The U.S. Environmental Protection Agency said Friday that it had reached a nearly $6 million deal to resolve thousands of pollution violations at coal-mining operations that Democratic gubernatorial candidate Jim Justice owns in West Virginia and four other states across the Appalachian coalfields.
The EPA said the deal requires Justice’s Southern Coal Corp. and 26 affiliated companies to make “comprehensive upgrades” to the mining and coal-processing operations to prevent pollution discharges.
In a news release, the EPA estimated the cost of the pollution-control measures at $5 million. Southern Coal also will pay a $900,000 fine under the agreement, the EPA said.
Court records filed as part of the settlement indicate the deal resolves more than 23,000 water pollution violations between 2009 and 2014 in West Virginia, Virginia, Tennessee, Kentucky and Alabama.
The violations include actual exceedances of pollution limits, performing only partial water-quality sampling, filing only partial water-pollution sampling reports, or no such reports at all, and not responding to formal federal government information requests several times in an investigation that dates back to 2011.
The settlement is subject to a public-comment period and review by a federal judge. Government regulators in other states where the violations occurred took part in the settlement, but the West Virginia Department of Environmental Protection did not. The period covered by the settlement included years after Justice had sold some of his major coal operations to a Russian firm, but before he had purchased those assets back.
“Discharging pollution from coal mining into waterways is a serious threat to clean water, and that’s why [the] EPA stepped in on behalf of communities across Appalachia,” said Assistant Administrator Cynthia Giles, of the EPA’s Office of Enforcement and Compliance Assurance. “Company-wide compliance programs like the one Southern Coal Corporation will establish are critical to protecting our lakes, rivers and streams and the people who depend on them.”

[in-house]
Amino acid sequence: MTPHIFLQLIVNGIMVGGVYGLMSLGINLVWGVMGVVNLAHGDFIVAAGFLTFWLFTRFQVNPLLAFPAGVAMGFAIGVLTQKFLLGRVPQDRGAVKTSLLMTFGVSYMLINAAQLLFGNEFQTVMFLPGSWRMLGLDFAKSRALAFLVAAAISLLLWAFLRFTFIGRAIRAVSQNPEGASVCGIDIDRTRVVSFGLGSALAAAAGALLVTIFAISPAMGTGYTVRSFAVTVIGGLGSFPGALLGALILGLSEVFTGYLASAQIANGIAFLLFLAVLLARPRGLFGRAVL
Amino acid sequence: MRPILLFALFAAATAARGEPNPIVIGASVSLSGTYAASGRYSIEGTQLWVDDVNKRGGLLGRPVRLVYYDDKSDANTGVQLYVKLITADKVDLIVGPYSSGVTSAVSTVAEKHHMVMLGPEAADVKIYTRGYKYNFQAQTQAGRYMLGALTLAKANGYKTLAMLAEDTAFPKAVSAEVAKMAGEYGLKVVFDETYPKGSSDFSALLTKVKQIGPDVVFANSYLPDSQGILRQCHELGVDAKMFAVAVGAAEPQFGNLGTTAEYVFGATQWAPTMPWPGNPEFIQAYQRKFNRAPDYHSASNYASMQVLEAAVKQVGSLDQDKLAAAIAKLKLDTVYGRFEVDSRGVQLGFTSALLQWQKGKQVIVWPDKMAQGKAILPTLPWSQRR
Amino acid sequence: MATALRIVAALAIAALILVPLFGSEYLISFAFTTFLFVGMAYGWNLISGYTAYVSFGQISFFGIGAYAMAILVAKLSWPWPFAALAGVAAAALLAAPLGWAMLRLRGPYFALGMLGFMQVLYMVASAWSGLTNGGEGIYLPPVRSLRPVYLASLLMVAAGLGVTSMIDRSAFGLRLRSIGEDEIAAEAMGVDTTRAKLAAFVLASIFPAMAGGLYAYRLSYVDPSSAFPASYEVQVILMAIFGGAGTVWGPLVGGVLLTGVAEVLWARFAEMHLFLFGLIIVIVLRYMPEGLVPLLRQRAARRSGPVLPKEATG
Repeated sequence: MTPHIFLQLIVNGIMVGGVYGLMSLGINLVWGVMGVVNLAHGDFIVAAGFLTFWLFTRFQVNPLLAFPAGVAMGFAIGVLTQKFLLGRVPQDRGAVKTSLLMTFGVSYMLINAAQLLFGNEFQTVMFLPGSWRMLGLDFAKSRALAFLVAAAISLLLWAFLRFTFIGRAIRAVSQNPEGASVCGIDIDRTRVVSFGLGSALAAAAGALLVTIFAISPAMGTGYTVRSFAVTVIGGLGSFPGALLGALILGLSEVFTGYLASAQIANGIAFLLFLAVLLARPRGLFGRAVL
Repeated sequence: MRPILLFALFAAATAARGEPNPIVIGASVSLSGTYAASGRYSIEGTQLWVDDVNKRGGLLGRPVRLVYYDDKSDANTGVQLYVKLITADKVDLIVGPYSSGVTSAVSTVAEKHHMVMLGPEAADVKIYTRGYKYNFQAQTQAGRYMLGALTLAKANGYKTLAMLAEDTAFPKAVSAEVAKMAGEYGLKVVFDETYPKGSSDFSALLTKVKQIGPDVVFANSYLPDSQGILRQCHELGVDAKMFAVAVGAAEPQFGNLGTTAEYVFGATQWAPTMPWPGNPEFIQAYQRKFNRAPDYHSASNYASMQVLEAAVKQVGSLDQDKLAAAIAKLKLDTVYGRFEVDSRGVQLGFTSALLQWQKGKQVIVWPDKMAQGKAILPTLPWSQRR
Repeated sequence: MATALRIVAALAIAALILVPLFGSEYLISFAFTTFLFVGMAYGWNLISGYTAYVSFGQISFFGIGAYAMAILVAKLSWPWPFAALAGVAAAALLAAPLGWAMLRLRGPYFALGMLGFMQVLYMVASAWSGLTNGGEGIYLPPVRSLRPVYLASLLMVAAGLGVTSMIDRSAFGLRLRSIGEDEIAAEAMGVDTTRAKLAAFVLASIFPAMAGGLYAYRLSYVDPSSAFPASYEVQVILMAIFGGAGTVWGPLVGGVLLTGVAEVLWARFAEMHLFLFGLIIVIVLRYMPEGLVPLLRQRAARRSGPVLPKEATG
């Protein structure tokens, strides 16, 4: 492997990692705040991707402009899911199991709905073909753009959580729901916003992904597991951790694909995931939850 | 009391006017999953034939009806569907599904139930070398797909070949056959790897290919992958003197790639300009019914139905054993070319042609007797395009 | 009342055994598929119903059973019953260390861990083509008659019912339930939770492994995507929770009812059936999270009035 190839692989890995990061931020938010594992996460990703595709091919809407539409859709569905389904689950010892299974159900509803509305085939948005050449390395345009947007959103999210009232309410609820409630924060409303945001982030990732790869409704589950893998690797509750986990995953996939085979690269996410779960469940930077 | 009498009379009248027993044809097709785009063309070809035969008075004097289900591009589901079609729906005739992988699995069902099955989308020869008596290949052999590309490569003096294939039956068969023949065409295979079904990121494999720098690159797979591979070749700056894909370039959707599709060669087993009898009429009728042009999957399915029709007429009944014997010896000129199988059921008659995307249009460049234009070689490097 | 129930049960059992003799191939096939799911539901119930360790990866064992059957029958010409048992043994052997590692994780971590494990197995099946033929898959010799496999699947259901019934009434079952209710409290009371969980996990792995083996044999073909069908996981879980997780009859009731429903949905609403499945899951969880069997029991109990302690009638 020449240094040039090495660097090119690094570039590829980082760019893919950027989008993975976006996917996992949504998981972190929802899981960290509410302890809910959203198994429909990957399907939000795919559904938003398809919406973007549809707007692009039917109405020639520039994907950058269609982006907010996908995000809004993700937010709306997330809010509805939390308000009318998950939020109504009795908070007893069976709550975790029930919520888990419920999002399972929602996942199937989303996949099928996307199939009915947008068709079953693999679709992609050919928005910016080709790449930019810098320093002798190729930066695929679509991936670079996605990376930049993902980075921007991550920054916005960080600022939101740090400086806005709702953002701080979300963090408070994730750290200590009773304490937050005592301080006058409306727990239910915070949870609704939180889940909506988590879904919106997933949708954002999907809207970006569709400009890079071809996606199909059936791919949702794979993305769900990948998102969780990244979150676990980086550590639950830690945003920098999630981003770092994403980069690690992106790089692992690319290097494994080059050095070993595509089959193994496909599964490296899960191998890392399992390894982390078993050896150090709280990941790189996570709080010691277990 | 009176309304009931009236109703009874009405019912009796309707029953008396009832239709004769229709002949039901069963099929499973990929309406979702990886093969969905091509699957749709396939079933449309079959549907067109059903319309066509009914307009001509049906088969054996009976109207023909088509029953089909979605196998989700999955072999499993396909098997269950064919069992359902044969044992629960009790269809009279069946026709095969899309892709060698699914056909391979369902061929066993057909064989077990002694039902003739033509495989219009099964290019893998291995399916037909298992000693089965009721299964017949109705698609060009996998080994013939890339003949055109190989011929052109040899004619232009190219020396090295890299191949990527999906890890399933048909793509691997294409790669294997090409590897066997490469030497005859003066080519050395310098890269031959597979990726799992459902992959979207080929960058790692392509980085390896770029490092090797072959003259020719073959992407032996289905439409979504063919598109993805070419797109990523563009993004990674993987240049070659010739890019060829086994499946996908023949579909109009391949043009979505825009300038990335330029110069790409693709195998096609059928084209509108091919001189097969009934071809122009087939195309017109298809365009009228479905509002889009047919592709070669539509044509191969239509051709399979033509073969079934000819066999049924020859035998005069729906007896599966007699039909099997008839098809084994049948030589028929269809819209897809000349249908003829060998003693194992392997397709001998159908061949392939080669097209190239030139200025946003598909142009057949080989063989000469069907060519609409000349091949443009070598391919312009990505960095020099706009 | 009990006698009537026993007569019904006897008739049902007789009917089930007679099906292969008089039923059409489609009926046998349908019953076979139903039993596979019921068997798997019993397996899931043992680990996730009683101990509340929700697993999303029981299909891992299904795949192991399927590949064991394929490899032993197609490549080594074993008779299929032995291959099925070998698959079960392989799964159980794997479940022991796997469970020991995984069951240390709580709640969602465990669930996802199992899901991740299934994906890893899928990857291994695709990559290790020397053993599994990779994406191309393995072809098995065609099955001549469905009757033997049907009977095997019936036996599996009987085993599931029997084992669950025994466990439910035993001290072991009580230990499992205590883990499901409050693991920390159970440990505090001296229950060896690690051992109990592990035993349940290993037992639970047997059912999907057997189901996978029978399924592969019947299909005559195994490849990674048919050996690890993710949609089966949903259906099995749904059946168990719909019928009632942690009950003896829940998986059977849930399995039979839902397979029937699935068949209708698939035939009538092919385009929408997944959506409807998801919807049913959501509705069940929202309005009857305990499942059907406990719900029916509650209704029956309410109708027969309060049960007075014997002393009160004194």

Violations in Kentucky accounted for just over half of those covered by the settlement, with violations in Virginia accounting for about a third. The settlement documents mention only 837 violations in West Virginia out of the 23,693 covered by the deal, or about 3.5 percent.
In a prepared statement issued by Southern Coal, company Chief Operating Officer Tom Lusk said the company had been “working closely with the EPA” for two years and was “pleased that an agreement has been reached.”
“While the Obama administration has been tough on our coal industry in these difficult times for coal, we are focused on striking a balance with full regulatory compliance and keeping our coal miners working,” Lusk said.
Southern Coal’s statement included a comment from United Mine Workers President Cecil Roberts, in which Roberts said, “Jim Justice is one of the good coal operators.”
In his run for governor, Justice, who owns The Greenbrier resort and is considered the state’s richest man, has been dogged by criticism about environmental and mine safety fines, unpaid taxes and legal disputes with vendors and other companies about unpaid bills.
The new settlement with the EPA comes less than a year after Justice’s operations agreed to pay a $220,000 fine in a deal to resolve allegations about building 20 dams at a Monroe County hunting and fishing preserve without first obtaining required Clean Water Act permits.
Lawyers for the EPA and the U.S. Department of Justice on Friday filed their 86-page settlement and a legal complaint it was based on in U.S. District Court for the Western District of Virginia at Roanoke.
The settlement requires establishment of a $4.5 million letter of credit and a “standby trust” to guarantee sufficient funding for compliance with the Clean Water Act and the work the companies have agreed to perform under the settlement, the EPA said.